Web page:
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Marples: The sanctity of 'holy matrimony'

By James A. Marples
April 4, 2015 at 4 a.m.


While Rep. David Simpson and I agree on about 97 percent of our beliefs on marriage and matrimony, he apparently is oblivious to nationwide trends, demographics and changing laws.

I considered this as I read his column "Holding marriage in honor" on this page Feb. 28 — and thank goodness he occasionally used the word "matrimony."

A good chunk of our civilized society is contingent upon reciprocity of laws. We are a mobile society. While I don't favor the feelings of people who approved so-called same-sex marriage laws in Washington state, Colorado or elsewhere, it can be reasonably predicted some of those married couples will eventually move to Texas whether they are gay men or lesbian women.

I am heterosexual, believe in the Holy Bible, am a Roman Catholic and regard marriage not only as a legal ceremony but a sacrament or covenant between the spouses and the creator, almighty God, who instituted marriage in the beginnings. Having said that, I am cognizant that society has diverse people. I may not condone what they do.

However, many things, such as partnership rights, have existed for centuries. I have hesitantly grown to see some tiny bits of merit between say, two lesbians who want spousal benefits such as insurance or hospital visitation rights. It is obvious most U.S. states are approving so-called same-sex marriages so there won't be legal chaos. Although I frown on the states that approved it, it's obvious where our national trends are heading. The only way chaos could arise is if some states legalize it — which they have done — and other states throw a monkey wrench into the mix by vainly attempting to call it void. Civil laws must be uniform and reciprocally recognized, even if they are laws we don't like.

Rep. Simpson wants a throwback to the days of "Ozzie and Harriet" — but pining away for the 1950s is useless in the year 2015. We must face facts. We needn't abandon our own personal religious beliefs, yet we need not declare religious warfare. America is built upon civil laws that protect everyone, from the believer to the agnostic to the atheist to the nonconformist.

I am saddened the word "marriage" has been corrupted. But I believe there is one phrase that cannot be corrupted and that is the sacrament or covenant of "holy matrimony." Thankfully, that is one phrase that's as pure as a solid gold or silver coin. Thus far, it has not been counterfeited by people who wish to distort the meanings of words.

The word marriage no longer has the narrow connotation it once had. But holy matrimony still carries weight because it, by nature of its wording, implies a spiritual bond beyond the reach of mortal man predefining it to suit himself.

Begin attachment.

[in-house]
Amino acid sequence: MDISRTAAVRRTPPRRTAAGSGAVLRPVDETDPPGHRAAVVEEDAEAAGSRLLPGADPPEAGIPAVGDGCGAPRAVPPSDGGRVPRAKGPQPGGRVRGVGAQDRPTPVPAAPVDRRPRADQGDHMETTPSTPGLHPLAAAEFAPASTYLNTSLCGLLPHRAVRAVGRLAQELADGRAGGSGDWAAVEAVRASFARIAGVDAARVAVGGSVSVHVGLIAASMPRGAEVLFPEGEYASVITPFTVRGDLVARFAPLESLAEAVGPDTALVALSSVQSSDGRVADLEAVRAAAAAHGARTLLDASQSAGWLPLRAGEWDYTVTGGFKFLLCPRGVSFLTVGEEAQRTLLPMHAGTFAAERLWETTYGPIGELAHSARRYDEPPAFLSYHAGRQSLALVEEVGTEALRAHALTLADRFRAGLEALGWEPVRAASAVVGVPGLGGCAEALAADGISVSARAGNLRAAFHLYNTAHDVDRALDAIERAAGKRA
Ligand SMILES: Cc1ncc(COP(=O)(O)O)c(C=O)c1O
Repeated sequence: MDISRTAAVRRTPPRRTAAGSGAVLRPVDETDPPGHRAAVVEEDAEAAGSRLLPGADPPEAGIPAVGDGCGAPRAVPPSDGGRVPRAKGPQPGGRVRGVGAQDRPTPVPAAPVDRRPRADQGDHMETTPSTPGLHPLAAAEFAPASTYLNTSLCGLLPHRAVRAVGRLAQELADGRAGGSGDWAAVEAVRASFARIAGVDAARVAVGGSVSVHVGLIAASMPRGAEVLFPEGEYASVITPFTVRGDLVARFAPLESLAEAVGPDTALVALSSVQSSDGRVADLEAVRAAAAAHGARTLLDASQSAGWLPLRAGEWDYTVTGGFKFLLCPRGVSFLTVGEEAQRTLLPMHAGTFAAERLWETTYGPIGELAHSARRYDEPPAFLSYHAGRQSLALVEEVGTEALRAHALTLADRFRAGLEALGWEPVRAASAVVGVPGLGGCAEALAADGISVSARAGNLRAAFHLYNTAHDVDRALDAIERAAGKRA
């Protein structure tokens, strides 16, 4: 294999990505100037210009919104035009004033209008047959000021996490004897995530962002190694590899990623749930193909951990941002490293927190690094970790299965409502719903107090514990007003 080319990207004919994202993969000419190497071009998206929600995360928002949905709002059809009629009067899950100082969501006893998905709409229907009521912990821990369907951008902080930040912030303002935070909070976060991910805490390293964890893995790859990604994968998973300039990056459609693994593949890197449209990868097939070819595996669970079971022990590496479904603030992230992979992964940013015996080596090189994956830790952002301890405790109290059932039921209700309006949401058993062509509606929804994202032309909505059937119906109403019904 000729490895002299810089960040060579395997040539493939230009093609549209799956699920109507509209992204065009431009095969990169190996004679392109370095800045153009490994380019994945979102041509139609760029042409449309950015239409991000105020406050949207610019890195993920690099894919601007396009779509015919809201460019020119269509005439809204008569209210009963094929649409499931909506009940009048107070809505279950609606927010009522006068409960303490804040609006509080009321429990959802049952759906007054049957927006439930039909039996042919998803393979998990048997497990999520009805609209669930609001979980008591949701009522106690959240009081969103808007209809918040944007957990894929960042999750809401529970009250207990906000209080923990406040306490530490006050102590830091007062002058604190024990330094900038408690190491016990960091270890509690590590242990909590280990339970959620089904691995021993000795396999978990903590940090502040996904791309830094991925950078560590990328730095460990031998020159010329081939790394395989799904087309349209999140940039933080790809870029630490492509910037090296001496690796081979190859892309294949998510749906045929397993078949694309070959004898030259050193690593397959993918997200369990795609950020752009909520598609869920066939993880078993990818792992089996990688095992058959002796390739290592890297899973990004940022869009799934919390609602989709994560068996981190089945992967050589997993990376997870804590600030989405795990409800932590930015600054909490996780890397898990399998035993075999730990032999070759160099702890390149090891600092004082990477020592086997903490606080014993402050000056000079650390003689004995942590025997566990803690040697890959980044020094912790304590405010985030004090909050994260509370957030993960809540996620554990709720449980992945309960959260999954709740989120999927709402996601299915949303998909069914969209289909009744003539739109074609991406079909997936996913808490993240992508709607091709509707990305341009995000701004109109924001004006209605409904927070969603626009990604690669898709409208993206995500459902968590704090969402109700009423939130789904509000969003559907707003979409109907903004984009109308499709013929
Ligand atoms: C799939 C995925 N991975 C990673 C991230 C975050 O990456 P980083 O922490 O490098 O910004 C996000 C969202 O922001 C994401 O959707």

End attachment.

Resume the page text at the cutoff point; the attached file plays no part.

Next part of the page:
In this day and age, numerous debates occur over modern lifestyles. Numerous debates occur between people over the subject of same-sex marriage. I view that as a misnomer. Calling a boat an airplane doesn't mean it can fly. Some people resort to calling so-called same-sex marriages a union.

Now, I don't want to engage in a semantics game. People are people. They all have their frailties, and each have their preferences. Rep. Simpson brought up sexual infidelities among heterosexuals. That is comparing apples and oranges. Any type of illicit fornication is solely immoral lust no matter if the participants are married or not. It isn't condoned by law or by churches, synagogues, or other holy houses of God. Simpson is blasting away with a cannon when he should hold his fire, and his tongue. I believe that if correct English terms are used, it would greatly clarify things and ease tensions.

Again, I believe in traditional marriage as holy matrimony. Whenever I bring up the topic, I refer to it as my belief in traditional holy matrimony. When I do so, I notice the hecklers are fewer and those in agreement rise in numbers simply by use of the clear English language. It is non-threatening.

The term holy matrimony is unique. It's like a genuine gold coin versus a cheap counterfeit imitation. Its worth is clearly recognized, there isn't a substitute for it.

I believe holy matrimony is best regulated by clergy, and civil laws should keep their noses out of it.

Now, the term marriage has already become a slippery slope from which there is no turning back, regardless of Rep. Simpson's hopes. Our nation cannot become a house divided on this issue. The solution is separate categories.

Let us focus on retaining the purity of the phrase "holy matrimony." If we do so, Rep. Simpson has nothing to fear.

— James A. Marples, a Longview resident, is an occasional contributor to the Saturday Forum.

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